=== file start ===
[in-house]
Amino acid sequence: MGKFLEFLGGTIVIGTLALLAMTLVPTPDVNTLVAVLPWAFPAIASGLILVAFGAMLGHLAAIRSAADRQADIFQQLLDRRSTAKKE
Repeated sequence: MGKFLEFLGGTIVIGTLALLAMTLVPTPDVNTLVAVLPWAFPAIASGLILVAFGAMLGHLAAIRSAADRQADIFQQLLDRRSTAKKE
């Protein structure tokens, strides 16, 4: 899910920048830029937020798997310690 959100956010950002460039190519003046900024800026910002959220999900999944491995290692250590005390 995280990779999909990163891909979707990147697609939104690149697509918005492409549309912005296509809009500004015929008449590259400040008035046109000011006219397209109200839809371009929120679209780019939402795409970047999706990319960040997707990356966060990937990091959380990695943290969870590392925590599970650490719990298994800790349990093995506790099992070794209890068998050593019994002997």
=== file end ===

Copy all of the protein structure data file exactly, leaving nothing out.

[in-house]
Amino acid sequence: MGKFLEFLGGTIVIGTLALLAMTLVPTPDVNTLVAVLPWAFPAIASGLILVAFGAMLGHLAAIRSAADRQADIFQQLLDRRSTAKKE
Repeated sequence: MGKFLEFLGGTIVIGTLALLAMTLVPTPDVNTLVAVLPWAFPAIASGLILVAFGAMLGHLAAIRSAADRQADIFQQLLDRRSTAKKE
């Protein structure tokens, strides 16, 4: 899910920048830029937020798997310690 959100956010950002460039190519003046900024800026910002959220999900999944491995290692250590005390 995280990779999909990163891909979707990147697609939104690149697509918005492409549309912005296509809009500004015929008449590259400040008035046109000011006219397209109200839809371009929120679209780019939402795409970047999706990319960040997707990356966060990937990091959380990695943290969870590392925590599970650490719990298994800790349990093995506790099992070794209890068998050593019994002997």